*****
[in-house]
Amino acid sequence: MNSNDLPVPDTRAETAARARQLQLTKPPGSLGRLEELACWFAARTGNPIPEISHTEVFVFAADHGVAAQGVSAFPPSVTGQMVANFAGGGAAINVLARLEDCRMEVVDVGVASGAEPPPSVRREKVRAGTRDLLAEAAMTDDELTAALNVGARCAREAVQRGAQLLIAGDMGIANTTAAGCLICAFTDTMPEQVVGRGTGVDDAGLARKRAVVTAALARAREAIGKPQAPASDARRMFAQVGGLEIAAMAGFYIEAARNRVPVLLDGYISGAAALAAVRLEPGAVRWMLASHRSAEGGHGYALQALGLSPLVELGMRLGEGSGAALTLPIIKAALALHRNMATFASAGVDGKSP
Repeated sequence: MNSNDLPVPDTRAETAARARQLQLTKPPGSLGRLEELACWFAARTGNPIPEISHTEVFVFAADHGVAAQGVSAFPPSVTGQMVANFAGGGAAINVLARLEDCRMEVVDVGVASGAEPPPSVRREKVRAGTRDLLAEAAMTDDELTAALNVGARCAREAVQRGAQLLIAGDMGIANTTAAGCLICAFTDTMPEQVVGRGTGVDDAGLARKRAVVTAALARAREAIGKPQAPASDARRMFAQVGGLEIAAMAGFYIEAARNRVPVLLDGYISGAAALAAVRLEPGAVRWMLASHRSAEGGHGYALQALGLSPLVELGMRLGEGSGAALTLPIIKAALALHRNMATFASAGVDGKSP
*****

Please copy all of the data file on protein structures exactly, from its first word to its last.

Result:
[in-house]
Amino acid sequence: MNSNDLPVPDTRAETAARARQLQLTKPPGSLGRLEELACWFAARTGNPIPEISHTEVFVFAADHGVAAQGVSAFPPSVTGQMVANFAGGGAAINVLARLEDCRMEVVDVGVASGAEPPPSVRREKVRAGTRDLLAEAAMTDDELTAALNVGARCAREAVQRGAQLLIAGDMGIANTTAAGCLICAFTDTMPEQVVGRGTGVDDAGLARKRAVVTAALARAREAIGKPQAPASDARRMFAQVGGLEIAAMAGFYIEAARNRVPVLLDGYISGAAALAAVRLEPGAVRWMLASHRSAEGGHGYALQALGLSPLVELGMRLGEGSGAALTLPIIKAALALHRNMATFASAGVDGKSP
Repeated sequence: MNSNDLPVPDTRAETAARARQLQLTKPPGSLGRLEELACWFAARTGNPIPEISHTEVFVFAADHGVAAQGVSAFPPSVTGQMVANFAGGGAAINVLARLEDCRMEVVDVGVASGAEPPPSVRREKVRAGTRDLLAEAAMTDDELTAALNVGARCAREAVQRGAQLLIAGDMGIANTTAAGCLICAFTDTMPEQVVGRGTGVDDAGLARKRAVVTAALARAREAIGKPQAPASDARRMFAQVGGLEIAAMAGFYIEAARNRVPVLLDGYISGAAALAAVRLEPGAVRWMLASHRSAEGGHGYALQALGLSPLVELGMRLGEGSGAALTLPIIKAALALHRNMATFASAGVDGKSP